The literal meaning of the Italian expression non finito is “unfinished.” In an artistic context, it refers to the aesthetic of incompletion, which expresses the impossibility of attaining perfection or of reproducing nature in all its subtlety. The use of the term non finito suggests a deliberate decision on the artist’s part.




Onomastics, from the Greek onomastikos (the art of naming), is the study of the origin of the proper names of people and places.



Overpainting is the application of paint, after the completion of a painting, by someone other than the original artist. It should not be confused with the pentimento, which is a change made by the original artist during the process of painting the work. Overpainting is generally used to fill a lacuna, but often overlaps onto the paint layer too.




The original function of a parapet (from the Italian parapetto) was to defend a building from military attack. This low wall on the edge of a balcony, terrace, roof, or other architectural structure is built to elbow height to serve as a guard rail.



A pentimento is an alteration made to a painting by the artist during the execution of the work using the same material. A pentimento is sometimes perceptible on the surface of a work because of an extra thickness in the paint layer, premature craquelure or, over time, an increased transparency or darkening of the surface layer.


Pozzetto (chair)

The wooden pozzetto chair is typical of the Italian Renaissance. The semicircular molded armrest is joined to the seat of the chair with spindle-shaped balusters, creating a form reminiscent of a well (pozzo, in Italian).




Radiography is an imaging technique that uses electromagnetic radiation, usually in the form of x-rays for medical purposes. It produces images whose contrast depends on the thickness and the attenuation coefficient (how easily a material can be penetrated by a beam of light) of the structures traversed. An x-ray, or radiograph, is the name of the resulting image on a photosensitive film.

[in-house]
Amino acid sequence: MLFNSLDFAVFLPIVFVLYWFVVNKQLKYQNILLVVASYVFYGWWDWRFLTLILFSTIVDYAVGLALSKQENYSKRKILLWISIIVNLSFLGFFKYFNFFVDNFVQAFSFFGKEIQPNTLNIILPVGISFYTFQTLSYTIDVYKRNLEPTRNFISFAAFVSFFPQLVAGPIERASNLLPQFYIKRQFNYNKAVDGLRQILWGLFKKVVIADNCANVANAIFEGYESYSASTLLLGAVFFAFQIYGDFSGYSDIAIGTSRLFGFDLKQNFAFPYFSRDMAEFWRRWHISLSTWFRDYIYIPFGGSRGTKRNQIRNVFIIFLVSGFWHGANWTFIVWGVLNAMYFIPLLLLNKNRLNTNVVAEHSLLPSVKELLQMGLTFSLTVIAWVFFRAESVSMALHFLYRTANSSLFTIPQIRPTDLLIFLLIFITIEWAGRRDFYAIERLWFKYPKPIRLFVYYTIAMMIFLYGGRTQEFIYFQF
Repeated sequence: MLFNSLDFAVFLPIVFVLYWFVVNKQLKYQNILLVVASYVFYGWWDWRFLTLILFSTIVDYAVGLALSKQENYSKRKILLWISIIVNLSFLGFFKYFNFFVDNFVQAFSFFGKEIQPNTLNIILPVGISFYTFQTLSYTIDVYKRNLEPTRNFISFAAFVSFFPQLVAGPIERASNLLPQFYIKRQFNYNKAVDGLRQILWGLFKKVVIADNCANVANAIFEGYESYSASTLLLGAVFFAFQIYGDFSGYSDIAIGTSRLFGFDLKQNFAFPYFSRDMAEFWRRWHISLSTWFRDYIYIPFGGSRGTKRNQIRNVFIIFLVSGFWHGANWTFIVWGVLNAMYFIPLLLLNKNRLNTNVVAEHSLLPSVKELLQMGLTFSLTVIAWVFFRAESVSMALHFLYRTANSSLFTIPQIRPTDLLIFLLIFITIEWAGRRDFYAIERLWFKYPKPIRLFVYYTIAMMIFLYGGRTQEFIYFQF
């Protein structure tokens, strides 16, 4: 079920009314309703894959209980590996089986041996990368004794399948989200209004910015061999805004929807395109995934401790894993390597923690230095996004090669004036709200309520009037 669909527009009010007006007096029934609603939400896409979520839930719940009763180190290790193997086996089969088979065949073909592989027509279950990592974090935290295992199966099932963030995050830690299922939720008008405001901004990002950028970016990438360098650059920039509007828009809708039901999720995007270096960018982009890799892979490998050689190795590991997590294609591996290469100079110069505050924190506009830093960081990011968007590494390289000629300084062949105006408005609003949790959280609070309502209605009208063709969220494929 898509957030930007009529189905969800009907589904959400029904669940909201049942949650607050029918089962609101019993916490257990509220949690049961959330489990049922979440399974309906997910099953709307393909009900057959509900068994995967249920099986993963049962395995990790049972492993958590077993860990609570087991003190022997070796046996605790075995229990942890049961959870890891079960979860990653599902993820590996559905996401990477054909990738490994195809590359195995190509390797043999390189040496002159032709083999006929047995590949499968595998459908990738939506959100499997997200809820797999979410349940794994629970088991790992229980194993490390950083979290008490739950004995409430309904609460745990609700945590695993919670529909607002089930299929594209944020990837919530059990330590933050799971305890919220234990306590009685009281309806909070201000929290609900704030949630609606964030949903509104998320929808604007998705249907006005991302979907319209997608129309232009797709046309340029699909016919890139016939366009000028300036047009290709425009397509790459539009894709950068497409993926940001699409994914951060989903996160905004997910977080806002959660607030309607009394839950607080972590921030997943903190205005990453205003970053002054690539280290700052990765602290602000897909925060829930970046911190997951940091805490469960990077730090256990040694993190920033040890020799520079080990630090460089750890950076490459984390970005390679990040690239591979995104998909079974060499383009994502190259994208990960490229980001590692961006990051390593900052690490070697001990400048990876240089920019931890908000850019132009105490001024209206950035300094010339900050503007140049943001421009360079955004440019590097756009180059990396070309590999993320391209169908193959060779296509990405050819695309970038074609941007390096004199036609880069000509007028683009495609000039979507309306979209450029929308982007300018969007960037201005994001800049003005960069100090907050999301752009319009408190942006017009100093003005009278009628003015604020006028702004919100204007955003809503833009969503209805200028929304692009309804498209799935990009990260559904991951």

In the context of painting restoration, retouching is the application of pigment to worn areas or lacunae in a paint layer. Like overpainting, retouching is not carried out by the original artist, and is done after the completion of the painting. Contrary to overpainting, however, retouching never overlaps the edges of the lacuna it fills.




Sfumato, from the Italian fumo (smoke), is an optical effect (at the micron scale) that is used to depict forms as if they were seen through a thin veil of smoke, i.e. without clearly defined outlines. Technically speaking, sfumato may have been obtained by superposing thin layers of paint (after first sketching the shadows) and by subtly modeling the forms with oil paint─in other words, by creating glazes.



Ultraviolet fluorescence (photography)

Within the framework of technical analysis, ultraviolet fluorescence (UVF) photography uses light emission for scientific purposes. A light source emits an ultraviolet ray that generates different types of fluorescence depending on the nature of the materials being examined. Exploration of this kind can detect irregularities in the surface under observation, revealing the layers of varnish and any restoration treatment done on the work. Any areas of overpainting or retouching detected by this means appear as dark stains on the UV fluorescence photograph.




In painting, a varnish is a protective layer or resinous binder. Its main purpose is to protect the paint layer, but it can also smooth over any irregularities and intensify the color of the pigments. Varnish is usually characterized by transparence, fluidity, shine, and spreadability, but all natural resins turn more or less yellow with age.